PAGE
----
Jo Bell is a poet working across the UK. For many years an archaeologist, she is now the Director of National Poetry Day. She has taken part in many commissions and residencies, manages projects, programmes festivals and events, including Ledbury Poetry Festival 2011. She edits books, journals and ezines, runs workshops and residential breaks for writers across the UK and in France and is running an online course for The Poetry School in the Autumn called Excavations. She speaks to us here about how she does it all.
You worked as an archaeologist for many years, what made you give that up to work with poetry?
The two jobs have a lot in common, and quite a few people cross over in one direction or the other. They are both about looking for meanings below the surface of everyday life. They are both about the ideas that are big enough to outlive us, big enough to cross cultures and centuries. I’m still involved in archaeology/ writing projects, like Dig the Abbey at Polesworth in Worcestershire where poets and archaeologists are working together.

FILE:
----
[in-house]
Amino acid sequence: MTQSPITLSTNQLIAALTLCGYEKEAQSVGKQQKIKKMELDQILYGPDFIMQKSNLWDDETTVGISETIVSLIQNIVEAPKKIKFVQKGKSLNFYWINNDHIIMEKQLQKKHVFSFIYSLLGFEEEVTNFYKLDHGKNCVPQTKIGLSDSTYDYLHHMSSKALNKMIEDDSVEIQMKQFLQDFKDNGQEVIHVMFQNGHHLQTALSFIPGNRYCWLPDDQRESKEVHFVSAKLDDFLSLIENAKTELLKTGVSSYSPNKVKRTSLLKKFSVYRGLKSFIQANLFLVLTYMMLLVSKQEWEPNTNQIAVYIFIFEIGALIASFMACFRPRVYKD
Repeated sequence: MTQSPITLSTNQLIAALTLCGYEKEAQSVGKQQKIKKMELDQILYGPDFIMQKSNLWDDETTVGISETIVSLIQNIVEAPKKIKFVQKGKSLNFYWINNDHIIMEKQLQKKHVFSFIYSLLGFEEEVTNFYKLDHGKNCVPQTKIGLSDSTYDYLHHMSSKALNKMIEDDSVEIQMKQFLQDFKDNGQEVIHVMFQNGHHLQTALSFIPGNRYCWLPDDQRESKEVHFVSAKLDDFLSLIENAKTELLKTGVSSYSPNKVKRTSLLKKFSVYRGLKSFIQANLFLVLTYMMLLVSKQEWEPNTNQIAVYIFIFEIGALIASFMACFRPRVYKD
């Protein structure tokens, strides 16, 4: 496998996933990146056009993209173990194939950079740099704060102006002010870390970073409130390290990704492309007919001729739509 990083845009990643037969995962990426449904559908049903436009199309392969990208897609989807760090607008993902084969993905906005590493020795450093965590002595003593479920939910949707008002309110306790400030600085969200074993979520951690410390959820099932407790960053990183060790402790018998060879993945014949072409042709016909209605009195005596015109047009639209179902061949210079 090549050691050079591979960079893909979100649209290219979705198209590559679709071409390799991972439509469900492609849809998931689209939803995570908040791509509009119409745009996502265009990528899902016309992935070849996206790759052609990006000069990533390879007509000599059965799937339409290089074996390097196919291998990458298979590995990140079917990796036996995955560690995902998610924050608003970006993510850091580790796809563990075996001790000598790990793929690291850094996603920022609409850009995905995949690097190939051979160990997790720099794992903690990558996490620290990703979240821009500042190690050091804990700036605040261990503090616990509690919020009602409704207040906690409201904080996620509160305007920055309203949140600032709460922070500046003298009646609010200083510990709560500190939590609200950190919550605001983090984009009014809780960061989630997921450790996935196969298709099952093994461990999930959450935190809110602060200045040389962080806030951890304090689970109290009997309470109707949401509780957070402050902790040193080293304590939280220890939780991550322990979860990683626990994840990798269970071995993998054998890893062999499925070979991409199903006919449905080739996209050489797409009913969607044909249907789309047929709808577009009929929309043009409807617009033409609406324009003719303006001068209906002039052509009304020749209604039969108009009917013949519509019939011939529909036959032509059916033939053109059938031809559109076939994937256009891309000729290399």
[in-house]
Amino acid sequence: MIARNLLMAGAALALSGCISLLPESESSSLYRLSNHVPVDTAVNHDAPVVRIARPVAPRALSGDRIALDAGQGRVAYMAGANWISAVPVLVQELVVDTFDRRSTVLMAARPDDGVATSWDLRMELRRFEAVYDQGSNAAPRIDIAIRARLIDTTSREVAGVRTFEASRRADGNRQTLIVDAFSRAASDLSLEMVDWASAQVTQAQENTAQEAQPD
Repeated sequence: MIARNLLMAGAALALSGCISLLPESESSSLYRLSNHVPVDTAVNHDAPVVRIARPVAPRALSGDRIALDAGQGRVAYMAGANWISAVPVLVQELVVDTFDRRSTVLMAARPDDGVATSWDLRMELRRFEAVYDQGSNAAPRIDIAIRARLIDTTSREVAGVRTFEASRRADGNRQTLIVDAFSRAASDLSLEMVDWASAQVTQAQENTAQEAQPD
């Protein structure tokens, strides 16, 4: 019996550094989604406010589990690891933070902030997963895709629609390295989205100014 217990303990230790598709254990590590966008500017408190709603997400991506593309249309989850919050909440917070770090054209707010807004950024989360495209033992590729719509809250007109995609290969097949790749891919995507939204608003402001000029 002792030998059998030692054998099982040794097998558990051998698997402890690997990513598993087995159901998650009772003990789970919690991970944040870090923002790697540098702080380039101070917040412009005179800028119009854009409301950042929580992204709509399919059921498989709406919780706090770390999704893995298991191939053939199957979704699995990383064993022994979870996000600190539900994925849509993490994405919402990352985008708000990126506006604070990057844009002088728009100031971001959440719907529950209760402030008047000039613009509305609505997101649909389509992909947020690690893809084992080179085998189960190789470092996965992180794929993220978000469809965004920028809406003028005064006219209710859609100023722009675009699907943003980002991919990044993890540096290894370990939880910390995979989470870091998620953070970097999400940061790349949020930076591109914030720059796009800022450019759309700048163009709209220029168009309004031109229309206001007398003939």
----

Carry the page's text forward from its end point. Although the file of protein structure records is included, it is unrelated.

You’re incredibly active on the poetry scene. You manage poetry projects, write your own poems, work as an editor and teacher and are the Director of National Poetry Day. How DO you find the time?Oh, and there’s the small matter of setting up a new pamphlet press and two new festivals as well. I could pretend that I’m super-efficient but actually a) I’m a sucker for punishment b) I work long days and drive a lot c) I spend a lot of time on social networks/ email. The fact is, I love working with poetry. I love working with poets. My social and professional lives bleed into one another all the time, but almost everything takes priority over my own poetry. So my working life is just an elaborate evasion of the real business of writing.
Being so involved with numerous different strands and avenues of poetry, do you feel hopeful for the future of it?Poetry, like any other kind of writing, will thrive as long as people have things to say to one another and want to say them truthfully.
What are you working on at the moment?
Preparing for National Poetry Day (October 4th, theme STARS). I’m planning a tour of my poetry/ storytelling show Riverlands with Jo Blake Cave, and putting together proposals for new national projects. My main writing project is the most exciting thing I’ve worked on for years: a collaboration with Martin Malone. We’re writing a book-length sequence of poems called Fireships, for publication in 2013 or 2014. Working together makes us write differently, and because we each want to live up to the other’s hopes we are being ruthless with ourselves and with each other. It’s an immensely rich creative experience with its own challenges and rewards.
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